Ian Palmer

Lecturer. MSc Counter Terrorism

School of Forensic and Applied Sciences

Maudland Building Room, MB219

+44 (0) 1772 89 3816


Subject Areas: Criminology and Policing

Ian lectures in Counter terrorism at both undergraduate and post graduate level within the School of Forensic and Applied Sciences. Having completed thirty Years police service, reaching the rank of Superintendent, Ian joined the lecturing team in February 2017 having been a guest lecturer since 2014. Ian’s policing focussed on divisional policing in Greater Manchester’s inner city areas and strategic leadership in the areas of Criminal Justice, Performance Management and Evidence Based Policing.

Full Profile

Ian completed European Baccalaureate studies in Valladolid, Spain in 1985 prior to commencing a policing career with Greater Manchester Police.

Ian was awarded a Masters in Criminology from Cambridge University in 2011 where his research area was the use of evidence based practice in policing. He was a founding member of the British Society of Evidence Based Policing and his Master’s thesis has been cited in a number of academic journal articles and books.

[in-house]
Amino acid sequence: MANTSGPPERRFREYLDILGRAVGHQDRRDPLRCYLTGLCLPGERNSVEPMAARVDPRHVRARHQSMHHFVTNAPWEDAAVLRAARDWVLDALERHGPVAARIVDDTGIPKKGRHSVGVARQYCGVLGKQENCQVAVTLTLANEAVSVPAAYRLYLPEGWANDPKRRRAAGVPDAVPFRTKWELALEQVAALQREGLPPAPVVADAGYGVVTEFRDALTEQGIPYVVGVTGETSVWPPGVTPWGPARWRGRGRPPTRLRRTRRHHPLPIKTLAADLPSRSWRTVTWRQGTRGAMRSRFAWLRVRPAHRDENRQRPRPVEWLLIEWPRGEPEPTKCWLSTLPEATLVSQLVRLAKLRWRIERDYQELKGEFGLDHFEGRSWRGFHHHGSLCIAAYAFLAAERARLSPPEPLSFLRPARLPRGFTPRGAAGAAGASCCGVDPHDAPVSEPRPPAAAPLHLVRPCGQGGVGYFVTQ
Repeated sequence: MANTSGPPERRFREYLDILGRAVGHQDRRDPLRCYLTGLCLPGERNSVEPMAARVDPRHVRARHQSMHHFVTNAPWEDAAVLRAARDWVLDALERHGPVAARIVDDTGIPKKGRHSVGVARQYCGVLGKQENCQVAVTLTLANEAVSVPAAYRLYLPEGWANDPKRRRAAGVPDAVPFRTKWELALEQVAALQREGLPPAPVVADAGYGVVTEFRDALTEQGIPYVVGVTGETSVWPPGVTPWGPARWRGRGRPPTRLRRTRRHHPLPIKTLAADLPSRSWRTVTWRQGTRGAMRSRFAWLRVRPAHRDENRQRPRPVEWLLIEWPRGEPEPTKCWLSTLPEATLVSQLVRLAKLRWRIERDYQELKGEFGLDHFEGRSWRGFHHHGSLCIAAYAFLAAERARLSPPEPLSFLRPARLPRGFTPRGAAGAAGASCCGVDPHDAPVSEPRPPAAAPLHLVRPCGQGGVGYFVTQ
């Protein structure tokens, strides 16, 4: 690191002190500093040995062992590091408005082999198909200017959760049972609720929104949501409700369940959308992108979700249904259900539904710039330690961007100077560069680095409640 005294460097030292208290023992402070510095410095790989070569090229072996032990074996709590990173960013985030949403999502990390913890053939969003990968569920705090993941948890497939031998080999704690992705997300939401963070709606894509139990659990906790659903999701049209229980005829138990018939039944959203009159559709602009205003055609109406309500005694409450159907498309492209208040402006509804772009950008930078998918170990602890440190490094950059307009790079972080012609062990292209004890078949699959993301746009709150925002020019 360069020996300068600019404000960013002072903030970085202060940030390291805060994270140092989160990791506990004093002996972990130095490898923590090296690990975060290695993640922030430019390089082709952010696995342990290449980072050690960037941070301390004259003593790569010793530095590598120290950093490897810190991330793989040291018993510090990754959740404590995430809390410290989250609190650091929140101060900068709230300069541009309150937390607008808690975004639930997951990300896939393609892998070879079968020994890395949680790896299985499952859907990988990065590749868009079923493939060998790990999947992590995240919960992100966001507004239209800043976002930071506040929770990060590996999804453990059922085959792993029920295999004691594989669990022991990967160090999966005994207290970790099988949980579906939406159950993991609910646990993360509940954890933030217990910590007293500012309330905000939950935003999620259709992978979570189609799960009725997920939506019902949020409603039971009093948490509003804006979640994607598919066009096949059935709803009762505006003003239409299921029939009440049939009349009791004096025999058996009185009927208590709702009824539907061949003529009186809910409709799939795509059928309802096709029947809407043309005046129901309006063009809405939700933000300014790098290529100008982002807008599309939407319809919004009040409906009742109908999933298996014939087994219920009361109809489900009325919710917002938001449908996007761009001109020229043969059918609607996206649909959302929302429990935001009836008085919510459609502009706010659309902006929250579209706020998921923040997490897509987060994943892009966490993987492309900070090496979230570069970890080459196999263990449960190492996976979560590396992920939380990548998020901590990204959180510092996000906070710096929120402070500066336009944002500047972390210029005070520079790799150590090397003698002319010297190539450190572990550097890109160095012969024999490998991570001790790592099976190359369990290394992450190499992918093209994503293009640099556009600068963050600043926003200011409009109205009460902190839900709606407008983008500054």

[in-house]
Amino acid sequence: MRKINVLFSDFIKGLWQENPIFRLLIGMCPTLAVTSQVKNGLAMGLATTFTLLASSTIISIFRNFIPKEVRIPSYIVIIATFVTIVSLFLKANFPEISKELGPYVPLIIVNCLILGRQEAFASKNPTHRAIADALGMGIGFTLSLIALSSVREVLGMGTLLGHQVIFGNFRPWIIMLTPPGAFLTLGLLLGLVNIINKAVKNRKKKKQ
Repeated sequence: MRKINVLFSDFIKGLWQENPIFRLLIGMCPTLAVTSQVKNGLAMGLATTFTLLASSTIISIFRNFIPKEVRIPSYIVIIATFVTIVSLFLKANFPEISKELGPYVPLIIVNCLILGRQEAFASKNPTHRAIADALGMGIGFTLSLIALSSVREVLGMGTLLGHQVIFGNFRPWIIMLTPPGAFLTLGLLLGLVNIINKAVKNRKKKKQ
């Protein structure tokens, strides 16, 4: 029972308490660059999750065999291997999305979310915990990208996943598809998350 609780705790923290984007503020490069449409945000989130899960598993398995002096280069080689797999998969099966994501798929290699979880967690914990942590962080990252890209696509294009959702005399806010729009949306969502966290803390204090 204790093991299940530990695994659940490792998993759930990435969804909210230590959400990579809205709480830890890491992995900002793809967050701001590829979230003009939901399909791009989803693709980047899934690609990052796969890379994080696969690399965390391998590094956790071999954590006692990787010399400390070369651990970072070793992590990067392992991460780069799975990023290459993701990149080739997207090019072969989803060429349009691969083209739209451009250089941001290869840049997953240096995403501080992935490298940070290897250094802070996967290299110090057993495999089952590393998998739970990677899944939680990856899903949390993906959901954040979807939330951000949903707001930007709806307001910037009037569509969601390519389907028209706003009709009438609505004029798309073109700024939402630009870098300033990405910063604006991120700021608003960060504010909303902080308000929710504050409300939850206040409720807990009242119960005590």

Ian is currently undertaking Doctoral research into the phenomena of ‘Suspect Communities’ within a counter-terrorism context.

Ian also has experience as a performance coach, holding a Postgraduate Diploma in Performance Coaching, Newcastle, 2005.

Membership of professional and learned bodies

  • British Society of Evidence Based Policing


  • An attitudinal survey of young people towards counter-terrorism

Teaching activities and responsibilities

  • Lecturer Msc Counter Terrorism
  • Module Tutor for third year under graduate Counter Terrorism module – BSc Police and Criminal Investigation.


  • Society of Evidence Based Policing 2012 – present
  • International Society of Forensic Psychology 2016.
  • Counter Terrorism Expo, Olympia, London, 2017.

Research Activities

  • Evidence Based Practices in Policing.
  • The phenomena of ‘Suspect Communities’ in a counter-terrorism context.